Since my previous article Upgrading to PostgreSQL 10 on Centos 7 was so popular, I though I’d do a follow-up for anyone looking to upgrade a very simply configured PostgreSQL 10 server to PostgreSQL 11 on Centos 7.
First, and this goes without saying, backup your server!
Make any necessary changes to postgresql.conf . I’d recommend making the changes to the new version rather than copying over postgresql.conf from 9.5, since there are a bunch of new options in the PostreSQL 10 version of the file.
You can view your 9.5 configuration with:
You can make your changes to the 10 configuration with:
If you need to connect from other servers, make sure to change:
#listen_addresses = 'localhost'
to (apostrophes may not survive copy/paste, may want to hand enter)
listen_addresses = '*'
(or whatever is appropriate for you)
Now do the same with pg_hba.conf
View the old configuration
Edit the new configuration
Start the server
systemctl start postgresql-10.service
Analyze and optimize the new cluster
If everything is working, set the PostgreSQL 10 service to start automatically
Since my SSL cert was nearing expiration, I thought it would be a good idea to give Let’s Encrypt (free SSL certs!) a try.
Let’s Encrypt has a helper app called certbot that will configure Apache for you automatically. The really nice thing about certbot is that it will also (via crontab) renew your cert and configure Apache to use the new cert. This is useful, since Let’s Encrypt certs expire every 90 days.
To use certbot effectively, you need an Apache configuration that’s setup the way your distro expects. Mine was not (I hand ported the configs from Ubuntu), so I figured it was a good time to reinstall Apache with the default configs, then run certbot (official instructions here: https://certbot.eff.org/ ).
This initially seemed to work great, but I quickly noticed all of my subpages returned 404 errors. WordPress works best when you allow it to configure a .htaccess file to do URL rewrites. Allowing URL rewrites via .htaccess requires some additional configuration in your ssl.conf file.
sudo nano /etc/httpd/conf.d/ssl.conf
Add the following just before </VirtualHost> at the very end of your config.
Allow from all
Migrating a .Net 4.x Console Application to .Net Core
I finally got the server side of Winds of Paradise running in .Net Core! I thought I’d share how it did in, in hopes that it might help you do the same. As cool as Mono is, I’m totally psyched to have all my C# code running on Microsoft’s .Net under Centos Linux!
You can also find instructions there on how to install .Net Core onto wherever your code will be hosted.
Once everything is installed (block out a good hour for this), I opened my existing solution in Visual Studio.
To the solution, I then added another project and chose the type: Console Application (.Net Core)
Next, open that project and use the NuGet Manager to install any packages that you are using in your .Net 4.x project. For me, this was npgsql and Newtonsoft.JSON.
Once the new project is created, copy over all of your .cs files from your original project to the new .Net Core version.
Hit build, and start working on replacing any .Net 4.x functionality that is not available in .Net Core.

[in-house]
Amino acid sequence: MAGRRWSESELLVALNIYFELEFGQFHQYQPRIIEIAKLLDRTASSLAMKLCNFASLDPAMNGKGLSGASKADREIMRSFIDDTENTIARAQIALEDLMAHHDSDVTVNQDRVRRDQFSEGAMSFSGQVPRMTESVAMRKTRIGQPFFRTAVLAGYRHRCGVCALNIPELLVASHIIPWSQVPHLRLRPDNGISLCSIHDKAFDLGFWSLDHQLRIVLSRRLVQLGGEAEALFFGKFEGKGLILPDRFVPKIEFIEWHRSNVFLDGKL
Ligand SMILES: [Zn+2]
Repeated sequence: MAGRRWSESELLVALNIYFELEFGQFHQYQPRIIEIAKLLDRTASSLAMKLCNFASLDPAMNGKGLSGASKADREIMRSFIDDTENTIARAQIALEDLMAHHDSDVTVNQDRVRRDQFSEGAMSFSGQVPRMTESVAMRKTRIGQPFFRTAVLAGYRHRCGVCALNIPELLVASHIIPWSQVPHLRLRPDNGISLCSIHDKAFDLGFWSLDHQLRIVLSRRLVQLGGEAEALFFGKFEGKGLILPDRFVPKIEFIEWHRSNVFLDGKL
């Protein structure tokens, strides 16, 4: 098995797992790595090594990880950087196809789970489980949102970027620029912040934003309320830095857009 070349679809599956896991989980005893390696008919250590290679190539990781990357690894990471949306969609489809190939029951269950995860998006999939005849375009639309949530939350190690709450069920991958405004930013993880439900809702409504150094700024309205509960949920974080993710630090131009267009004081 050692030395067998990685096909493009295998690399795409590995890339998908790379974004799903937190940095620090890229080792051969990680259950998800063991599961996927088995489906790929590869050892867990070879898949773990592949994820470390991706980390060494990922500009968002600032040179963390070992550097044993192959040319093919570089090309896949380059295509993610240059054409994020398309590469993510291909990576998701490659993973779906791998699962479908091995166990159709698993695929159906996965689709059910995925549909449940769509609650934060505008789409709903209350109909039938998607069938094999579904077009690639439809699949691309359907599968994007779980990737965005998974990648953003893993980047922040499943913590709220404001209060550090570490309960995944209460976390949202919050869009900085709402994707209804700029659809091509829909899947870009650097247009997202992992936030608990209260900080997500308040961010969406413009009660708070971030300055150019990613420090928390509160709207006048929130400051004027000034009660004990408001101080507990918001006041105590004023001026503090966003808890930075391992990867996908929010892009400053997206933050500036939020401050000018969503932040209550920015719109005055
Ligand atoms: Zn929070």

What I did was make corrections in the .Net Core version and then replicate those changes in the .Net 4.5 version. This way, I could build and run the old version with minor changes to prove the changes worked, rather than changing *everything* and trying to debug the .Net Core version. This worked, since the .Net 4.x encompasses everything .Net Core does.
Once you’ve worked out all of the bugs, copy all of your code over to whatever box your running on .Net Core on (Windows, Linux, MacOS, etc.).
Open a shell, cd in the folder with project.json and run:
That’s it! .Net will download necessary packages from nuget, compile, and run.
Here’s some of the classes I had to find workarounds for:
The .Net Core version of this object only has async methods for GetRequestStream and GetResponse. You’ll have to move to GetRequestStreamAsync and GetResponseAsync, which also means having your methods return Task instead of void
Also, the .Net Core version does not have HttpWebRequest.ContentLength when doing a POST. So far, simply removing it seems to work fine in both .Net 4.5 and .Net Core.
I’m guessing this could probably be made to work with .Net Core fairly easily, but moving NpgsqlDataAdpater usage to NpgsqlDataReader for better database efficiency has been on my TODO list for quite a while anyway.
I found a great resource for setting up json configuration files at: https://csharp.christiannagel.com/2016/08/02/netcoreconfiguration/
A couple notes:
1) I had previously been targeting .Net 4.5. I needed to target 4.5.1 in order to install Microsoft.Extensions.Configuration
2) If you create appsetttings.json in your .Net 4.5 project 1st, make sure to create appsettings.json in your new .Net Core project, DON’T COPY it from from the .Net 4.5.1 one. Creating it new sets it as a “Content File”
This was a tricky one. System.Timers.Timer allows easily add/subtracting events from occurring on the timer with Elapsed += [function]. This allowed me to have a couple of static timers that any other object could add events to.
The only alternative in .Net Core is the System.Threading.Timer. This timer is much less sophisticated. It can only accept one function to run at each tick, and this function cannot be changed. My workaround was to implement a separate timer for each object that needed one. I’m hoping this does not increase resource consumption. Hopefully a better timer alternative will work its way int nuget, I didn’t see anything that looked promising at the moment.